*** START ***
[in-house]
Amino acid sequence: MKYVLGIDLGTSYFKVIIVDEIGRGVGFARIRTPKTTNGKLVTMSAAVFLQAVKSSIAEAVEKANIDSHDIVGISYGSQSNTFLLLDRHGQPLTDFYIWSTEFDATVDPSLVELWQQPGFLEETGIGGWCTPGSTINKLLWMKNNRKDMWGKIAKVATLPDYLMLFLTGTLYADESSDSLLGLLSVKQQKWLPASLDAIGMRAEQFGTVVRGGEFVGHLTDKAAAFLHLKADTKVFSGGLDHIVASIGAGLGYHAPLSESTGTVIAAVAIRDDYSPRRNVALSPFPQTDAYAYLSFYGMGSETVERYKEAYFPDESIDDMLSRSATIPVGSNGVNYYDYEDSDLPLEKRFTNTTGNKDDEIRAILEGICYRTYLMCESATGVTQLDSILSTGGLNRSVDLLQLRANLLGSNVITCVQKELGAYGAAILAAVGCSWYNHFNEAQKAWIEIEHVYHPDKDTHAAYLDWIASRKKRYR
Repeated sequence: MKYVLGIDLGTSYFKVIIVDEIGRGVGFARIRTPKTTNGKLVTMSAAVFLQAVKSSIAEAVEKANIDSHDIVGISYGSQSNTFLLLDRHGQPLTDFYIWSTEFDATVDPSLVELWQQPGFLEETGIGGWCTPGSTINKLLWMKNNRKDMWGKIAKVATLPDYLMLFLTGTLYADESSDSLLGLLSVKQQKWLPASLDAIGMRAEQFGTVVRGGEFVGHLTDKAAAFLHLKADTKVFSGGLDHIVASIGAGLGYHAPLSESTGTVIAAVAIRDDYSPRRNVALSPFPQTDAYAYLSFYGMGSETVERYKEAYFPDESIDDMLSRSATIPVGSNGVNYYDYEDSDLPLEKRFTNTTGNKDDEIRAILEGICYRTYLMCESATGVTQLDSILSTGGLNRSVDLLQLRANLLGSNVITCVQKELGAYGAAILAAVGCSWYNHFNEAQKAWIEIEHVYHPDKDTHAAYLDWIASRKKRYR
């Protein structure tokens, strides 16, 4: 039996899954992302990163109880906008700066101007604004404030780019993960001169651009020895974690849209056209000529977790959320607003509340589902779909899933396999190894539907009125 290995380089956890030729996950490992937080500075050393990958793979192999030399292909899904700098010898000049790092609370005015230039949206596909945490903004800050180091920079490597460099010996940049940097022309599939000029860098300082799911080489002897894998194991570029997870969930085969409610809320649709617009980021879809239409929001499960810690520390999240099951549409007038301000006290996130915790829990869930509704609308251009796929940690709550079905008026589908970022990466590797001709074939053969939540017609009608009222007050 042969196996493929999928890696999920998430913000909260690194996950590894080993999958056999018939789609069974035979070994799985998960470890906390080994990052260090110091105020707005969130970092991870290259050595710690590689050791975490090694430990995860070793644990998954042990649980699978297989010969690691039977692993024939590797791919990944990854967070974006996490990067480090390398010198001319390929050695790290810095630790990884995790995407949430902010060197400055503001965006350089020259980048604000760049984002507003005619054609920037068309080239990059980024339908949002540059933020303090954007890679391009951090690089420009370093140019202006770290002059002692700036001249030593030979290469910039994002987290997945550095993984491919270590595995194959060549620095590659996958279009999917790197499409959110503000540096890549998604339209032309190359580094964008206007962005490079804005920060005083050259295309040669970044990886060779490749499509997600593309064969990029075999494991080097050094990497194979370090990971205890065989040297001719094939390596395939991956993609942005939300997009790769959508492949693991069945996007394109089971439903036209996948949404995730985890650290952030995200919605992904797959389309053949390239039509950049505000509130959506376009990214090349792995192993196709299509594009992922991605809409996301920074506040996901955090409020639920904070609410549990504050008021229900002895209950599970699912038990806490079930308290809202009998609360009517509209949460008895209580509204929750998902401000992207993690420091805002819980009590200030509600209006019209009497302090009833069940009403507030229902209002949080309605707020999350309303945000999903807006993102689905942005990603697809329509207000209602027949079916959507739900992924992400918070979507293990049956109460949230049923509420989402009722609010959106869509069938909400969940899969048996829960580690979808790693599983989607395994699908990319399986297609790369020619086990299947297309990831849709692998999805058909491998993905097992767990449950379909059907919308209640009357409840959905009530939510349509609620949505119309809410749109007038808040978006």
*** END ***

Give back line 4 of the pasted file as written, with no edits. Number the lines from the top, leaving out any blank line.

């Protein structure tokens, strides 16, 4: 039996899954992302990163109880906008700066101007604004404030780019993960001169651009020895974690849209056209000529977790959320607003509340589902779909899933396999190894539907009125 290995380089956890030729996950490992937080500075050393990958793979192999030399292909899904700098010898000049790092609370005015230039949206596909945490903004800050180091920079490597460099010996940049940097022309599939000029860098300082799911080489002897894998194991570029997870969930085969409610809320649709617009980021879809239409929001499960810690520390999240099951549409007038301000006290996130915790829990869930509704609308251009796929940690709550079905008026589908970022990466590797001709074939053969939540017609009608009222007050 042969196996493929999928890696999920998430913000909260690194996950590894080993999958056999018939789609069974035979070994799985998960470890906390080994990052260090110091105020707005969130970092991870290259050595710690590689050791975490090694430990995860070793644990998954042990649980699978297989010969690691039977692993024939590797791919990944990854967070974006996490990067480090390398010198001319390929050695790290810095630790990884995790995407949430902010060197400055503001965006350089020259980048604000760049984002507003005619054609920037068309080239990059980024339908949002540059933020303090954007890679391009951090690089420009370093140019202006770290002059002692700036001249030593030979290469910039994002987290997945550095993984491919270590595995194959060549620095590659996958279009999917790197499409959110503000540096890549998604339209032309190359580094964008206007962005490079804005920060005083050259295309040669970044990886060779490749499509997600593309064969990029075999494991080097050094990497194979370090990971205890065989040297001719094939390596395939991956993609942005939300997009790769959508492949693991069945996007394109089971439903036209996948949404995730985890650290952030995200919605992904797959389309053949390239039509950049505000509130959506376009990214090349792995192993196709299509594009992922991605809409996301920074506040996901955090409020639920904070609410549990504050008021229900002895209950599970699912038990806490079930308290809202009998609360009517509209949460008895209580509204929750998902401000992207993690420091805002819980009590200030509600209006019209009497302090009833069940009403507030229902209002949080309605707020999350309303945000999903807006993102689905942005990603697809329509207000209602027949079916959507739900992924992400918070979507293990049956109460949230049923509420989402009722609010959106869509069938909400969940899969048996829960580690979808790693599983989607395994699908990319399986297609790369020619086990299947297309990831849709692998999805058909491998993905097992767990449950379909059907919308209640009357409840959905009530939510349509609620949505119309809410749109007038808040978006």